This thesis describes a clinical study of disturbances of spatial perception. Chapter I gives a short review of hemispheric asymmetry. For a long time the right hemisphere was regarded as the minor hemisphere, of which substantial regions were thought to have no specific function. Jackson, however, believed that the posterior area of the right hemisphere played a crucial role in subserving visual recognition and visual memory, but few of his contemporaries agreed with him. Later Rieger, Babinski and Dide also stressed the importance of the right posterior region in spatial tasks. But is was not until more comprehensive studies had been done in the 1950's (Hecaen and co-workers; McFie and coworkers) that the right-hemisphere dominance for certain types of perception was more generally accepted. The investigation of patients who underwent a commissurotomy has contributed to our present knowledge of hemispheric asymmetry (Sperry and co-workers). Several types of spatial disorientation can be distinguished clinically: (a) defective localization of stimuli in external space, (b) defective short-term memory for spatial location, (c) defective route finding, (d) reading and counting disabilities, (e) defective topographical memory, (f) visualconstructive disabilities, and (g) simultaneous agnosia. In older articles these disabilities were attributed to bilateral temporoparieto- occipitallesions. But spatial disorientation has also been described in patients with unilateral posterior lesions on either side and even in frontal lobe disease. Later more comprehensive studies were done, because analysis of single cases is susceptible to several sources of error. In many of these studies it was concluded that the right posterior region plays an important role in subserving visual and tactile localization (Hannay, Varney and Benton; De Renzi). Yet, some authors only stressed the relevance of the antero-posterior dimension but not the hemispheric asymmetry (Semmes et a!.; Butters and Barton). The differences between these studies were probably task-dependent. Most of the tests for assessing spatial abilities were derived from intelligence tests or were designed to examine other well-known clinical defects. Ill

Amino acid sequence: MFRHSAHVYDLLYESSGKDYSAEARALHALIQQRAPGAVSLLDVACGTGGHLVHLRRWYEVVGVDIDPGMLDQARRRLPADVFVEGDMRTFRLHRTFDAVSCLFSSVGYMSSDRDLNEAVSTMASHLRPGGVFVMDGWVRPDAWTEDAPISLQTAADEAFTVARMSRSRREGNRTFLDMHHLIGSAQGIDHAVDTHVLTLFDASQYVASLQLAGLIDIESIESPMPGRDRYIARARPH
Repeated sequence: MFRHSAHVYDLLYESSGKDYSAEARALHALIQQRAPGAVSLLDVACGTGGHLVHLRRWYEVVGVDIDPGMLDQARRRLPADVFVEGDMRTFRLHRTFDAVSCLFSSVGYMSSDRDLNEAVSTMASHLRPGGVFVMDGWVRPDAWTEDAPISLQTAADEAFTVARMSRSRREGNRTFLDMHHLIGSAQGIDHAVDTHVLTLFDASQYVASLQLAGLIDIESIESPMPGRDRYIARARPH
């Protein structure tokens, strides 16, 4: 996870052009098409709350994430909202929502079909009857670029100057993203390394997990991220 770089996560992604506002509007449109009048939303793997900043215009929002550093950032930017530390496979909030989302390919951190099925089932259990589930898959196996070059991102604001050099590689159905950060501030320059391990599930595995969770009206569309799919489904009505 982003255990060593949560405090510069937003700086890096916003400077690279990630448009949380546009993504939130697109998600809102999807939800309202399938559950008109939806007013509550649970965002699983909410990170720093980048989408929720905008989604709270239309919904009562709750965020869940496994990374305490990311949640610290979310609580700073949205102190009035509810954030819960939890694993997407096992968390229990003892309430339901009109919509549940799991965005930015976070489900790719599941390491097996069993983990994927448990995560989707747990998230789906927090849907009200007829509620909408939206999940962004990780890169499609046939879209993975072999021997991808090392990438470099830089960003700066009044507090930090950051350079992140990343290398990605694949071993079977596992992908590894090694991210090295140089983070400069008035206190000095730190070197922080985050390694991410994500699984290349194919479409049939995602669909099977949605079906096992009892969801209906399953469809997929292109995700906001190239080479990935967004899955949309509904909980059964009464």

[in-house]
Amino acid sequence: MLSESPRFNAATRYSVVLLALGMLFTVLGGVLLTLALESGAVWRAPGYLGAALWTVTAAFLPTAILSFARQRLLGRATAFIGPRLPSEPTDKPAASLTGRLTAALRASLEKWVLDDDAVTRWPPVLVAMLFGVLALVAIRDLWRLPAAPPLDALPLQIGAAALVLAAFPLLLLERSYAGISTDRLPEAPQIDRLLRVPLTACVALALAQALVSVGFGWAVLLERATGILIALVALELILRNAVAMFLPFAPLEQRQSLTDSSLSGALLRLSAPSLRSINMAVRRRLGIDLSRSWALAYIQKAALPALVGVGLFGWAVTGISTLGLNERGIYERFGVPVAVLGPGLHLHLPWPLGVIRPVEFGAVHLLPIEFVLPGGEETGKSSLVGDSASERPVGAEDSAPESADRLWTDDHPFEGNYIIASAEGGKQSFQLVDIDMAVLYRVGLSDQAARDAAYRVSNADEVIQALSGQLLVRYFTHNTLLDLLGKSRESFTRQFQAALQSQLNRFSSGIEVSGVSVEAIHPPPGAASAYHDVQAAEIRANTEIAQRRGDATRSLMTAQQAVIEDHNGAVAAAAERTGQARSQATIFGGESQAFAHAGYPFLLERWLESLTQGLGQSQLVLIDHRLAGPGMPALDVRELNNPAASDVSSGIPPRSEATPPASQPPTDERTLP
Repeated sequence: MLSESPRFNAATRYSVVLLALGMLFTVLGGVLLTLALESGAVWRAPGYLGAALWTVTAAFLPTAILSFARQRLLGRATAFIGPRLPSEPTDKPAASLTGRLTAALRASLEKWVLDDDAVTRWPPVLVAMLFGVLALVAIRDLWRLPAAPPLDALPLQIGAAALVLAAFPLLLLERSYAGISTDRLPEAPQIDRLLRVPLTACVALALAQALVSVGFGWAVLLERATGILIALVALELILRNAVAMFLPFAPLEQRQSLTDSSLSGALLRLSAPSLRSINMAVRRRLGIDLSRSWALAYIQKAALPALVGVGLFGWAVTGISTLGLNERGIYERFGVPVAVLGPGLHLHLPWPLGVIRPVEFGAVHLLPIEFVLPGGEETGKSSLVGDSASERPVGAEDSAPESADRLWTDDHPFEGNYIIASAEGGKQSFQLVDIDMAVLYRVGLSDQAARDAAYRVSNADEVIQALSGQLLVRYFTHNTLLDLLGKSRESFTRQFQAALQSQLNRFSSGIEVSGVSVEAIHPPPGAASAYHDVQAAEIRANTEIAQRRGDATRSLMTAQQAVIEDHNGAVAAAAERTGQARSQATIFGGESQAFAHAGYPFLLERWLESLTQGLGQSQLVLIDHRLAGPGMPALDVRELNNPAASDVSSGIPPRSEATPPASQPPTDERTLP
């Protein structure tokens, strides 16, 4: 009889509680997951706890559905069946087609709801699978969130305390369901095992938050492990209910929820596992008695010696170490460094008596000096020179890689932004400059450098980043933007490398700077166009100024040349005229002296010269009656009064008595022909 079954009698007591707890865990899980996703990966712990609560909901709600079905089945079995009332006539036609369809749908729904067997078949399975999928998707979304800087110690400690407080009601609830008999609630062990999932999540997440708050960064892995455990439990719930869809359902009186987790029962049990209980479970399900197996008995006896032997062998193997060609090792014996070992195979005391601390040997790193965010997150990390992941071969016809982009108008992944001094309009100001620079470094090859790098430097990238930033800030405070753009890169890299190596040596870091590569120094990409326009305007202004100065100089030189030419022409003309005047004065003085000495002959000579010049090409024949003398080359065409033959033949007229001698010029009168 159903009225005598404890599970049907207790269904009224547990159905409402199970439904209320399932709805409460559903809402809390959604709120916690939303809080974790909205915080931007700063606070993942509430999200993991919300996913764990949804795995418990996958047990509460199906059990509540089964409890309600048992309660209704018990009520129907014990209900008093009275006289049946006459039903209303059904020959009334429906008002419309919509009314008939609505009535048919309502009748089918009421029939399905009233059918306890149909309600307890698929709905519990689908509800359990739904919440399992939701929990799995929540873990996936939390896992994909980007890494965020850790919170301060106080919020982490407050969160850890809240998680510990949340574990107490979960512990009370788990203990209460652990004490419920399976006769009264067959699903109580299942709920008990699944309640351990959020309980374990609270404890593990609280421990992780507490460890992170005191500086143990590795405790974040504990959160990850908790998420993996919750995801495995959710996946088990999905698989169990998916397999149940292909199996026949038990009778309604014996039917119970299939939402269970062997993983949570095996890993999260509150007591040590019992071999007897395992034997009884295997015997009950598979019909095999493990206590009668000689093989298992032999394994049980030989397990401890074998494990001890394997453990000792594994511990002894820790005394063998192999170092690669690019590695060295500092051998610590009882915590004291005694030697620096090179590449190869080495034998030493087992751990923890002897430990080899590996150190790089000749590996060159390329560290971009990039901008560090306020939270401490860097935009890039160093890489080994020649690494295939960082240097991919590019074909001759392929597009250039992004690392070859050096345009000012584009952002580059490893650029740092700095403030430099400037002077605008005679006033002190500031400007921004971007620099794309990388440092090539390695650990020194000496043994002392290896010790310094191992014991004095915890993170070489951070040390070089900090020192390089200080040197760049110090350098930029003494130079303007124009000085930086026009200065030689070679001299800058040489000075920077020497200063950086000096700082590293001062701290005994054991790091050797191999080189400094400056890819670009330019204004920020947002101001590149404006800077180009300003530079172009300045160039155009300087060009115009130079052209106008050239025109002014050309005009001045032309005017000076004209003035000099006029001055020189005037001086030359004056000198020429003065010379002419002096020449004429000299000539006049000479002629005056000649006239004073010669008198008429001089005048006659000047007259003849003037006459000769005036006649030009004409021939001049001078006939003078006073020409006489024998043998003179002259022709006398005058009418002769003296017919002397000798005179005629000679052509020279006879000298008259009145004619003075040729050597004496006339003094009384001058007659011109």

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A. Staal
Erasmus University Rotterdam
Erasmus MC: University Medical Center Rotterdam

Meerwaldt, J. D. (Jan) . (1982, December 8). The rod orientation test in patients with right-hemisphere infarction : a clinical study of spatial perception in 154 subjects. Retrieved from